Free Guide to a Less Stressful Downsize

JC Silvey
Published on January 3, 2017

Free Guide to a Less Stressful Downsize

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8 Tips to Downsize — Even if Your Move Is Years Away

For many of us, belongings that once brought us pleasure now seem like a burden, extra weight we would rather not have. But sorting through a lifetime of accumulations and deciding to part with them is hard.

Think of downsizing from your home of decades as losing 100 pounds. You didn’t gain the weight overnight, and you can’t lose it overnight, either. Your belongings are like those pounds. It took years to accumulate them, and sorting through them will take time. Just as each pound, taken individually, doesn’t appear to make a difference, there may not seem to be a lot of improvement from each sorting session. But losing 100 pounds is accomplished by losing one pound one hundred times, and with planning, patience and perseverance, you can get ready to move and maximize your home’s marketability, one box at a time.

Here are some proven tips and techniques that you can begin implementing today, even if your move is years away. Remember that the key to losing 100 pounds is not losing the 100th pound; it’s losing the first one.

The key to downsizing is not finishing the process; it’s starting it.

  1. Stop warehousing your kids’ stuff. Do they visit their things but not take them home? If so, put them in a box and place it by the door so your kids can take the carton with them the next time they visit. (If they don’t want their college textbooks and tennis trophies, you don’t need to keep them either).
  2. Decide on what “go” means. It may sound silly, but “this goes” can mean you are getting rid of it or taking it with you. To avoid confusion, decide what “go” means and use it consistently. Better yet, use removable color-coded dots to separate what you are keeping and what you are getting rid of. You can find these dots in the school-supply section of your local grocery or drugstore.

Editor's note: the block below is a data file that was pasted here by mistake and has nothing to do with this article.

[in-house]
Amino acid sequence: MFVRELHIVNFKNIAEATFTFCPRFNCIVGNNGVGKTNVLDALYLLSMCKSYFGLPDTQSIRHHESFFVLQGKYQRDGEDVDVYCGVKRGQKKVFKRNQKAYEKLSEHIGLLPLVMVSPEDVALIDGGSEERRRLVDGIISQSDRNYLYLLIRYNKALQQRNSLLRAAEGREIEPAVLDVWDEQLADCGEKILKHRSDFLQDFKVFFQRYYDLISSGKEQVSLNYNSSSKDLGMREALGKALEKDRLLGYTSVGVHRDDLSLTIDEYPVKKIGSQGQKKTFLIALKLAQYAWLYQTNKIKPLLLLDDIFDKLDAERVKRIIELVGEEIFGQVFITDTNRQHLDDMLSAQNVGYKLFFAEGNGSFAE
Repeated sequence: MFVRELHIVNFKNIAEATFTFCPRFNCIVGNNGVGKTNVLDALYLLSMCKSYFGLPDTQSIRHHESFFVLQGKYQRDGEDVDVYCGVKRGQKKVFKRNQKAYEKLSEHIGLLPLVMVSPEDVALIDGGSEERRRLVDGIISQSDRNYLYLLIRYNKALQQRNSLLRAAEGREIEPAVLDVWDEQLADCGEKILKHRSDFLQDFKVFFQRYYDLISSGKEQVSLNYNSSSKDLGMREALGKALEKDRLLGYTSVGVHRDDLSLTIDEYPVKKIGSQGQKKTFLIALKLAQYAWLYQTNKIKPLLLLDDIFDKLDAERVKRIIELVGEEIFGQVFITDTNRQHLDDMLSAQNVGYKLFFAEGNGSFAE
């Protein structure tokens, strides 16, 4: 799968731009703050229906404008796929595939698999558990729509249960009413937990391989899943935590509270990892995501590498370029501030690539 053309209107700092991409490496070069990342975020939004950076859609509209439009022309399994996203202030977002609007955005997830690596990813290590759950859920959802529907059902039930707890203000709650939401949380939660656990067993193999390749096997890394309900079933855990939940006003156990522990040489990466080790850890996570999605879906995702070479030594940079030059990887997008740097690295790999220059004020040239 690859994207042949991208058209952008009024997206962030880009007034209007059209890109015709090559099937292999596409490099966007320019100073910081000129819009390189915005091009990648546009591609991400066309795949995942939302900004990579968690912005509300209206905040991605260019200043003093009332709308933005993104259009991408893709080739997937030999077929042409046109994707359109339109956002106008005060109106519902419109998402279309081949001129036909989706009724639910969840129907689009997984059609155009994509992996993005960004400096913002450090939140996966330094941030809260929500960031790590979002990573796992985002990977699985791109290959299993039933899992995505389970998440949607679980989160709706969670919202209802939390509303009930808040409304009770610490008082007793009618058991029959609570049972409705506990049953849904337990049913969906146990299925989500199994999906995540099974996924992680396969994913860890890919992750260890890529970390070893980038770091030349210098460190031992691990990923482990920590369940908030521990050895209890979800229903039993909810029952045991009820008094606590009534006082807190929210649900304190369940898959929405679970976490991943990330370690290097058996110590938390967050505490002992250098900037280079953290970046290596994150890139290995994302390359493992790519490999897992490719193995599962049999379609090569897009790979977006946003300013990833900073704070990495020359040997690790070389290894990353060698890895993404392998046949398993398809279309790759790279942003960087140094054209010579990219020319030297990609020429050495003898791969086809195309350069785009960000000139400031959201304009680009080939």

3. Be clear. If you plan on temporarily storing things in trash bags, use clear bags for items being stored and opaque bags for regular trash. We once stored all our winter gloves and hats in a white kitchen trash bag, only to discover we had accidentally thrown them out!
  4. Throw a downsizing party. Cover your dining room table with items you no longer need and invite friends over for coffee, with the caveat that they must take one thing away with them. It’s fun, and since each person selects what she wants, everyone leaves thinking that they found a “treasure.”
  5. Develop a kitchen tracker. A kitchen tracker is simply a form that helps you track how often you use certain items in your kitchen. List the items that you don’t use frequently—like the ice bucket, Cuisinart, electric mixer, blender, bundt pan, 30-cup coffee urn, heating tray, turkey roaster, dutch oven…the list could go on, right? Keep the list on your refrigerator. Whenever you use an item on the list, make a checkmark next to it. At the end of six months, look at the items without checkmarks. You may be surprised to find that you don’t use some of those items after all.
  6. Keep sorting sessions short. By that I mean two hours at most, and start with the simplest room first. Starting with the most complicated area means you may get discouraged, throw up your hands and quit. Starting with a simple room helps build the confidence to say, “I can do this.”
  7. Once you start working, don’t leave the room. It’s human nature to get distracted—especially from something we don’t want to do in the first place.
  8. And finally: DON’T PACK! Remember, you are months or even years away from moving. If you can pack something away knowing that you won’t need it until you move, you probably don’t need it now.

 

How to Downsize with a Plan!

Downsizing for a move can be complicated. Seeing a houseful of treasures, essentials, and a lifetime of memories can be difficult to think of disturbing.

“To let go of what we have around us is to confront a very different living situation,” says senior-relocation industry leader Nan Hayes of Hinsdale, Illinois, founder of MoveSeniors.com. “People tend to cling to their possessions to avoid dealing with other issues, like stress or fear.”

For adults over 60, only a spouse’s death and divorce rank as more stressful than moving, according to the Social Readjustment Rating Scale, aka the Stress Scale.

Here, 20 expert-tested ideas to avoid the “junk wars” and make downsizing less stressful — for all of you.